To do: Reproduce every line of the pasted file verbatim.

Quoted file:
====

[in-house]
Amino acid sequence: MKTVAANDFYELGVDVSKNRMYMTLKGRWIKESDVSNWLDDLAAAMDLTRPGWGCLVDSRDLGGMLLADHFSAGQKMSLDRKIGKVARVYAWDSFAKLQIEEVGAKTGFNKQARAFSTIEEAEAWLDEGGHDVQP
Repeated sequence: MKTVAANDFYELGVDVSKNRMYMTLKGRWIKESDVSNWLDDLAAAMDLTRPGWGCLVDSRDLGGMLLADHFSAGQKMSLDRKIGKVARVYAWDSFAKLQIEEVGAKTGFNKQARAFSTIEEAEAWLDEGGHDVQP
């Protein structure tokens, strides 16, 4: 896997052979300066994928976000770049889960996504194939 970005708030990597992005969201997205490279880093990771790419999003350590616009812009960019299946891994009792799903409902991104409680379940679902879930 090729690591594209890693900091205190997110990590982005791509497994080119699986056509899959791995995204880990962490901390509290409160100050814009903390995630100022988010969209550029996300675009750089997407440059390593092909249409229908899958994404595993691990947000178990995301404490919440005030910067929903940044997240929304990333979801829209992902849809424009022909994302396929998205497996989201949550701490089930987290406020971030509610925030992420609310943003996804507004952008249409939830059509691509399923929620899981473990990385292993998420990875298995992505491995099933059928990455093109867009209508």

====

[in-house]
Amino acid sequence: MKTVAANDFYELGVDVSKNRMYMTLKGRWIKESDVSNWLDDLAAAMDLTRPGWGCLVDSRDLGGMLLADHFSAGQKMSLDRKIGKVARVYAWDSFAKLQIEEVGAKTGFNKQARAFSTIEEAEAWLDEGGHDVQP
Repeated sequence: MKTVAANDFYELGVDVSKNRMYMTLKGRWIKESDVSNWLDDLAAAMDLTRPGWGCLVDSRDLGGMLLADHFSAGQKMSLDRKIGKVARVYAWDSFAKLQIEEVGAKTGFNKQARAFSTIEEAEAWLDEGGHDVQP
């Protein structure tokens, strides 16, 4: 896997052979300066994928976000770049889960996504194939 970005708030990597992005969201997205490279880093990771790419999003350590616009812009960019299946891994009792799903409902991104409680379940679902879930 090729690591594209890693900091205190997110990590982005791509497994080119699986056509899959791995995204880990962490901390509290409160100050814009903390995630100022988010969209550029996300675009750089997407440059390593092909249409229908899958994404595993691990947000178990995301404490919440005030910067929903940044997240929304990333979801829209992902849809424009022909994302396929998205497996989201949550701490089930987290406020971030509610925030992420609310943003996804507004952008249409939830059509691509399923929620899981473990990385292993998420990875298995992505491995099933059928990455093109867009209508």